Looking ahead, trends, toughness and timeliness for Ole Miss

With three more SEC games under their belt since an 83-61 loss at Kentucky to open league play this Ole Miss team is coming into a little sharper focus.

The Rebels are 12-4 overall, 2-2 in SEC play going into Saturday night’s game, the third in the new Pavilion, against Florida.

It will be the homecoming for former Ole Miss player and long-time assistant coach Mike White, in his first season as Florida coach. More on Mike in a bit.

The Kentucky game ended a streak of seven wins for Ole Miss and also cast some doubt on the Rebels.

Three games later you can spot a few trends, some of them old some of them not.

This is still Stefan Moody’s team. That hasn’t changed and won’t change this season. Whatever success the Rebels have from here on out and most of what they’ve had to this point is directly proportional to how Moody’s game is going.

Ole Miss lost 90-81 at LSU Wednesday but led much of the way and was in position to win late because Moody had his best game of the season. He had a career-high 33 points and was 6-for-11 from 3-point range. That was a season-high in 3-point makes. Moody had hit five 3-pointers against Towson but had hit as many as four just three other times and not since Dec. 15 against Louisiana Tech.

Hopefully for Moody back-to-back sharp-shooting games for Rasheed Brooks is a trend and not an isolated incident.

Brooks has shown spurts before. He was 3-for-4 from 3 in the opener against Northwestern State, 3-for-5 against Towson and 4-for-5 against Tech.

But he had hit only one of his previous 13 3-point attempts before going 7-for-17 over the last two games. Brooks was 3-for-8 against Georgia, his 3-pointer with 44 seconds left setting the table for Moody to win it with 3.8 seconds left. Then Brooks was 4-for-9 from the arc against LSU.

Brooks’ minutes are increasing, and Andy Kennedy is starting to run more action for him. As Kennedy has often said, the Rebels need to take advantage of the open looks others are getting because Moody requires so much attention. Brooks is beginning to do that, and maybe he can keep it up.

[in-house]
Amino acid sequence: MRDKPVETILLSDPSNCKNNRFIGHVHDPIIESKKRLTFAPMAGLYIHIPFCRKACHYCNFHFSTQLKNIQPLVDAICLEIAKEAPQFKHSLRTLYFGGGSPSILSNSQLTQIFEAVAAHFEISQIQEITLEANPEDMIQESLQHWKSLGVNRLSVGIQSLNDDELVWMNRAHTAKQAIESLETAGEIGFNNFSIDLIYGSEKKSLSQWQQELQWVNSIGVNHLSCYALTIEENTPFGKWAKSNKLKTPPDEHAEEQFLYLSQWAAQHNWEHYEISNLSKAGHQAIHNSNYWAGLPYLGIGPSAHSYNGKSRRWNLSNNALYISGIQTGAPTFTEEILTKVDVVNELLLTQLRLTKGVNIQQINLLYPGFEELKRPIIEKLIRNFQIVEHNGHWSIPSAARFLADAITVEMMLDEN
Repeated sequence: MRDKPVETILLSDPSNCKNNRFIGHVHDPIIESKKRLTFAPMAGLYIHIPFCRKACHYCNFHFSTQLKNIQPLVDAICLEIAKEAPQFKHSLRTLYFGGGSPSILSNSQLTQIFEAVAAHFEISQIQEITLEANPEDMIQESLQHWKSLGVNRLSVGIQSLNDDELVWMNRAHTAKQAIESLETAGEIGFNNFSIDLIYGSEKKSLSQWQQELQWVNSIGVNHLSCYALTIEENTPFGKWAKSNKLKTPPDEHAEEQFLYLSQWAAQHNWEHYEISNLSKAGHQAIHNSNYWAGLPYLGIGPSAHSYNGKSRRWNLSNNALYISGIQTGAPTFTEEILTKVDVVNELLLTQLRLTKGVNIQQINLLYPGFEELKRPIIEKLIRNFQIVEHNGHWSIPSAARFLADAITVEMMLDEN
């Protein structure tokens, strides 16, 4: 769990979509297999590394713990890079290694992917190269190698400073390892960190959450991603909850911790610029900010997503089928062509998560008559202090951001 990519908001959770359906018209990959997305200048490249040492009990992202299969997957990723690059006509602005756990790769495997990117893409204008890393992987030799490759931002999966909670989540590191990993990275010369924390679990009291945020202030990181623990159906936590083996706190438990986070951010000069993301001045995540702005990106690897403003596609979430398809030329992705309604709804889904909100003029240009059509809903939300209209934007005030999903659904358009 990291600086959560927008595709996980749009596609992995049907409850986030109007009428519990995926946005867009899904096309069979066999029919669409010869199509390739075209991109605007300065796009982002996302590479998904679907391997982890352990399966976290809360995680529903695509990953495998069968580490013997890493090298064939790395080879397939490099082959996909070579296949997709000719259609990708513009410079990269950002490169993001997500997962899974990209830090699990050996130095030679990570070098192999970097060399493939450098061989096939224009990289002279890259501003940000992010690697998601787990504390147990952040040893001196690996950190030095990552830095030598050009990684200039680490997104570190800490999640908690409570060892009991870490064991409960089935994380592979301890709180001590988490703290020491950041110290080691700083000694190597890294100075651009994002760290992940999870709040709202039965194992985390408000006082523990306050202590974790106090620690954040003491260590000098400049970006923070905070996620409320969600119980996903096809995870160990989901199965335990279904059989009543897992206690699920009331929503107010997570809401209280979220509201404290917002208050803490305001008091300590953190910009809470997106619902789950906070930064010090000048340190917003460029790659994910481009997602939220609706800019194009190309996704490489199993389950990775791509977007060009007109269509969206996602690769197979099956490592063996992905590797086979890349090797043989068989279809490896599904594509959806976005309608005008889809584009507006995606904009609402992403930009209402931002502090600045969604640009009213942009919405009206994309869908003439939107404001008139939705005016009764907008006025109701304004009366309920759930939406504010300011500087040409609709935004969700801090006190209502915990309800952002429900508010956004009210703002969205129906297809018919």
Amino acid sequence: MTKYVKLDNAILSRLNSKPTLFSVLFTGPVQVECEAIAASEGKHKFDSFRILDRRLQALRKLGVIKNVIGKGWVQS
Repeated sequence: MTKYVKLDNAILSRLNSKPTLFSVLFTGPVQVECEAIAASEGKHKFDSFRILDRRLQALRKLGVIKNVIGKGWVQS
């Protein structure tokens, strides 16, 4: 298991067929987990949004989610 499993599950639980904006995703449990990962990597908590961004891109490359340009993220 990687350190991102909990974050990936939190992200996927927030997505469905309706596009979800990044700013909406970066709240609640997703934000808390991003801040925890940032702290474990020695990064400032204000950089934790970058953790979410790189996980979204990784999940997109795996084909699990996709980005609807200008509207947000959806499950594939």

The other trend since Kentucky is an Ole Miss team that plays hard.

I missed the Kentucky game traveling back from the Sugar Bowl. Kennedy talked about a team that got in early foul trouble then just looked intimidated in Lexington.

That’s not been the look for Ole Miss in the last three games.

Moving into the Pavilion for the first SEC home game did bring with it some level of concern. Yes, the people in the stands were going to be cheering for Ole Miss. It wasn’t exactly a neutral site game, but the players had no history with the building, with angles, lighting, routines. All of that seems very minor, but sometimes one minor thing can cause a mis-step once or twice, and a possession here or there turned the other way could have turned both the Alabama and Georgia games.

I though Ole Miss showed a lot of toughness in both of those games. The visitors each time went on huge runs to take healthy leads into halftime.

Ole Miss was in fact down double-figures to Georgia with 12 minutes left. A team lacking toughness could have wilted then, but the Rebels kept fighting, got some timely stops where they hadn’t been getting them all game and got some timely buckets on the other end.

Timeliness can make up for poor shooting percentages which is something that has plagued this Ole Miss team.

Toughness can make for a shortage of pure talent, and the Rebels don’t have an abundance of that outside of Moody.

Sometimes even great effort isn’t enough. Knowing who to guard and how to guard didn’t keep LSU from shooting 70.8 percent in the second half.

Moody’s hot hand helped Ole Miss shoot 45.2 percent, it’s best shooting night in an SEC game.

If the Rebels can duplicate that against Florida it would be a big advantage since the Gators are shooting just 41.5 percent as a team, last in the SEC. The Rebels are next to last at 42.8 percent even after their LSU success.

Florida is third in the SEC in field goal defense at 37.9 percent. Ole Miss shot just 36.2 percent against Georgia – which continues to lead the SEC in field goal defense – and managed to win. That’s what timeliness and toughness can do for you.

Timeliness helps you land big coaching jobs too, and that’s what White has done. The Gators were looking for a Billy Donovan replacement after White had put together solid teams at Louisiana Tech.

When that Dec. 15 game was scheduled it was thought it would have been White’s homecoming then.

Earlier this week White seemed genuinely excited about his return. He spoke in glowing terms about his time not only at Ole Miss but in Oxford too. He talked about his children being born in Oxford and the friends he and his wife still have in town.

All that, of course, will be forgotten for a while Saturday night at 7 when two 2-2 SEC teams try to edge in a positive direction in the SEC race.




Denham Springs, La., native, Mississippian since 1989 with a stop in Meridian before arriving in Tupelo. Daily Journal beat writer since 1996, covering Ole Miss since 2002. Proud Northeast Louisiana alum. Follow me on Twitter @parrishalford and listen to John Davis and myself daily with The Ole Miss Beat on Rebel Sports Radio.

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